Author Sahar Elgamil's za'atar seasoning recipe sits in a white dish

What is Za’atar Seasoning?

A look into the history, flavor and uses of the za’atar spice blend

Photo by: Sahar Elgamil

As a cornerstone of Middle Eastern cuisine — and one that is rapidly growing in global popularity — za’atar seasoning is one of the most versatile and unique ingredients that the Middle East has to offer. But what is za'atar seasoning, and how is it made?

What is Za’atar?

Za’atar is a spice blend composed of herbs such as thyme, oregano, marjoram or a combination of the three, along with other spices including sesame, sumac, cumin or coriander. The seasoning blend first dates back to the 12th century, making it one of the most ancient spice blends in both Levantine culture and in the world. Its origins are in Palestine, though za'atar quickly spread to other countries and eventually became ubiquitous throughout the Middle East.

As with any homemade recipe — and especially one this old — each za’atar seasoning recipe varies slightly region to region, and even family to family. However, there is one ingredient that you can count on being in every za’atar seasoning recipe worth its salt: sumac.

Sumac provides a uniquely tangy, almost citrusy flavor that gives za’atar spice its inimitable taste.

How to Use Za’atar

One of za’atar’s greatest attributes lies in its versatility — enjoy it sprinkled over any dip, like labneh, hummus or baba ganoush. You can use it in a marinade for meat or vegetables or combine it with olive oil to create a paste.

Za'atar spice is a key ingredient in man’oushe, which is pita that is topped with the za'atar-olive oil paste before baking. Man'oushe is a very popular any-time-of-day snack in the Middle East.

ICE Los Angeles Chef-Instructor Stephen Chavez is no stranger to za’atar’s wide-ranging uses and unique flavor.

“l like za’atar on bagels or crackers or like, crudite," he says. "I like to sprinkle it on vegetables. I really like it where it can almost be the main accent. Especially on bagels with a little bit of cream cheese or sumac or something like that. When you add it on there, it makes things stand out.”

The way I grew up eating za’atar — and personally my favorite way — is to fill up a small dish with olive oil and another with za’atar and to simply dunk a piece of bread in each and then eat it. It’s unbelievably simple, but completely addicting.

Recipe: Roasted Za’atar Chickpeas

Za’atar’s Influence

Growing up, no one around me really knew what za’atar was; I never saw it outside my home. However, the za'atar spice blend that I and so many Arab-Americans grew up eating has steadily made its way over to the West. It has begun to spring up everywhere — on bagels, on croissants stuffed with labneh and even in pasta.

This uptick in popularity can be attributed to many things. Social media has undoubtedly played a role, but I think a huge part of this cultural culinary exchange is Arab and middle eastern chefs finally having the space and courage to showcase their food; chefs like Sami Tamimi, the Palestinian co-author of many best-selling cookbooks including “Ottolenghi,” “Jerusalem” and “Falastin.”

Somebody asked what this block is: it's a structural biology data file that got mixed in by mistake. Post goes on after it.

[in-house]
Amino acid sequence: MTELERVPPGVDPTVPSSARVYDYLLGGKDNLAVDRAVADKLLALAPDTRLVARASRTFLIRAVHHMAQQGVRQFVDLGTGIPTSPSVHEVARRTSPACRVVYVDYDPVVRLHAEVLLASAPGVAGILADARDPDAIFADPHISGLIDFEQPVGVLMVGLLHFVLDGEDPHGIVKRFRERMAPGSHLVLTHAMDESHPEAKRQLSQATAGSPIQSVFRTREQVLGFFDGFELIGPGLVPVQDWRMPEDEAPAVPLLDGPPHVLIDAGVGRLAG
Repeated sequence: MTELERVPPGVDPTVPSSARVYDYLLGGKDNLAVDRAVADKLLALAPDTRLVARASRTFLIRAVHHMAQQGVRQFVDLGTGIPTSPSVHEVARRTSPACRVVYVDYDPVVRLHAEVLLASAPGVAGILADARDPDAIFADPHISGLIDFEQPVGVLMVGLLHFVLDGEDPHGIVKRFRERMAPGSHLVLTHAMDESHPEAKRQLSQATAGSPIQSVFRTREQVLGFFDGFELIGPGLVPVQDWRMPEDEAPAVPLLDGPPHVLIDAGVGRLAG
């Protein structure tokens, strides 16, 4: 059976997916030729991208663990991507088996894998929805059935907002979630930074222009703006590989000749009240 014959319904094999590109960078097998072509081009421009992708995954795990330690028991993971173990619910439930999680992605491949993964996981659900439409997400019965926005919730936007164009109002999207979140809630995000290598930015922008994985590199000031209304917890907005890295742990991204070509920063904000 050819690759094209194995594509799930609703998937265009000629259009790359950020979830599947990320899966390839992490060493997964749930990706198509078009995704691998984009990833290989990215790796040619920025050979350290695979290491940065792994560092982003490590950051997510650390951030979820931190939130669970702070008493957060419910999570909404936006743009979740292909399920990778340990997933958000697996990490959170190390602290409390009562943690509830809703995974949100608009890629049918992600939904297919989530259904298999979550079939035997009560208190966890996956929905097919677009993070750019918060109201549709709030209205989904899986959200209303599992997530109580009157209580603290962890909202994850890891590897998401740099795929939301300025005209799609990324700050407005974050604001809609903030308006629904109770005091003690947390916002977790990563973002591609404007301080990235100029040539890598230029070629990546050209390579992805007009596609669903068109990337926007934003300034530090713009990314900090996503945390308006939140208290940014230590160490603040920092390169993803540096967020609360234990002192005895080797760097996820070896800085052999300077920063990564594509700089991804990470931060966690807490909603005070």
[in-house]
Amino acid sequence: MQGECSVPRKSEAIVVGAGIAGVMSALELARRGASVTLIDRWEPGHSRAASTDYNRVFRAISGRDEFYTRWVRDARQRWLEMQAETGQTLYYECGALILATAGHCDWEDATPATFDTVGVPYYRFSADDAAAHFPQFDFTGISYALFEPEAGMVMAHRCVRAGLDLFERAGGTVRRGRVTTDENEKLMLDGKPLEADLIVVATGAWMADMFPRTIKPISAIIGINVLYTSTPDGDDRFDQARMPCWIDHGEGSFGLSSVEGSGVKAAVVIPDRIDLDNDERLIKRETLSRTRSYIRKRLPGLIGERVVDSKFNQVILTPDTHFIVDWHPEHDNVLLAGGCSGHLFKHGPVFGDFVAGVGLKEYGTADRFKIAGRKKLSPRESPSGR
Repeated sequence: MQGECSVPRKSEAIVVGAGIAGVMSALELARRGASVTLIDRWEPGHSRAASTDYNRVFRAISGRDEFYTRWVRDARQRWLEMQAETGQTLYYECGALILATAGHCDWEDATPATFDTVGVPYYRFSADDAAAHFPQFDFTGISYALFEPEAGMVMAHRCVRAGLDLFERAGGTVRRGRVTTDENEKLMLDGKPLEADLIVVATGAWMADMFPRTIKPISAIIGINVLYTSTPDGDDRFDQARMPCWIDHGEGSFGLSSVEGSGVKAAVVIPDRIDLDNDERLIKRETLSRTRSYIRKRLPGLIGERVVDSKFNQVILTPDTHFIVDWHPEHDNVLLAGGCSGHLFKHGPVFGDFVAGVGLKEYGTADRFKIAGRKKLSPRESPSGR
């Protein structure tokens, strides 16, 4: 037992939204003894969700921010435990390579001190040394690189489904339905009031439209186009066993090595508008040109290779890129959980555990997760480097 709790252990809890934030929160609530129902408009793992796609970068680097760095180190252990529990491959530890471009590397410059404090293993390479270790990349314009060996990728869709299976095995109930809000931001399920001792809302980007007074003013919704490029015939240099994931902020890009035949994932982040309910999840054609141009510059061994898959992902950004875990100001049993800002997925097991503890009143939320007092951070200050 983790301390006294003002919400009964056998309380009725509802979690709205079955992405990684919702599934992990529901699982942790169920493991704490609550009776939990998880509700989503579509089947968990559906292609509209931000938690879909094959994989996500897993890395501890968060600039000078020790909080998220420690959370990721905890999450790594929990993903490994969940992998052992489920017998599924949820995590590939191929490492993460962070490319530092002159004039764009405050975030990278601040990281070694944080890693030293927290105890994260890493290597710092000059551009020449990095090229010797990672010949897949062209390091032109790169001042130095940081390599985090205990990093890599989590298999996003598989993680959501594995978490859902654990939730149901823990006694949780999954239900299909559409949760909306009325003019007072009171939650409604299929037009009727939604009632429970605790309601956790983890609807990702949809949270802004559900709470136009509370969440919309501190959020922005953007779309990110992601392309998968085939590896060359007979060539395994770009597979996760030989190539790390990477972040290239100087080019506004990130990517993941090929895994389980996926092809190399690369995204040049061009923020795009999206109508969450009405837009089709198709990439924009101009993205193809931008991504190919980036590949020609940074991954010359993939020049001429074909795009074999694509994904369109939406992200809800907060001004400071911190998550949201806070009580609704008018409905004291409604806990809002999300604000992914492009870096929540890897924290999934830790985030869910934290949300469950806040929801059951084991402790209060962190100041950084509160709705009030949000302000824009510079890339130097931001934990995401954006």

His books brought forth recipes and ingredients that were certainly not at the forefront of the culinary world for many years. However, with works like his and many others, ingredients like za’atar have begun to show up in various restaurant menus, cooking shows and fusion recipes like this za’atar fish and chips.

Za’atar’s fragrant, herby and tangy flavor profile lends itself well to many different applications. Adding it to rice, salads, roasted vegetables or any number of dishes is a great way to experience new flavors and to bring a bit of zest to your kitchen.

How to Make Za’atar

I happened to be over at a close family friend’s house recently and he told me how his mother used to make za’atar back home. In Palestine, they harvest the wild thyme that grows on the hillsides, dry it, and crush it between their hands. His family keeps their recipe extremely simple, with just thyme, sumac, toasted sesame and salt. There is so much passion and history within these simple ingredients, and that shone through brightly when he described it to me.

During my own time at ICE, one of the last modules of the curriculum was International Cuisine, including that of Northeastern Mediterranean countries. Our book did not include a standalone za’atar seasoning recipe, but I do recall one for a lamb kofte that unwittingly contained the spice blend.

Listing sumac, oregano, cumin and sesame in the ingredients, this recipe was a great example of how prevalent the flavor of za’atar is throughout Middle Eastern cuisine (even if it wasn’t specifically labeled as such). It’s also a good reminder as to why having your own premade za’atar as a pantry staple is the most convenient way to access those flavors without measuring out each individual ingredient.

Of course, you can use a store-bought za’atar spice blend too. However, the best way to experiment with your perfect blend is to make it at home, which is surprisingly simple.
Here is a standard za'atar seasoning recipe to get you started:

  • 1/3 cup dried thyme or oregano
  • 1/4 cup ground sumac
  • 2 tablespoons toasted sesame seeds
  • 1 teaspoon salt

Combine these ingredients and enjoy as you like. Store the za'atar seasoning in a plastic bag or tightly sealed container to it keep fresh.

As I mentioned, you can experiment with za’atar to a certain extent. This recipe is just one simple variation of the many wonderful ways you can make za’atar.

Related: Five Guidelines for Sourcing and Storing Spices

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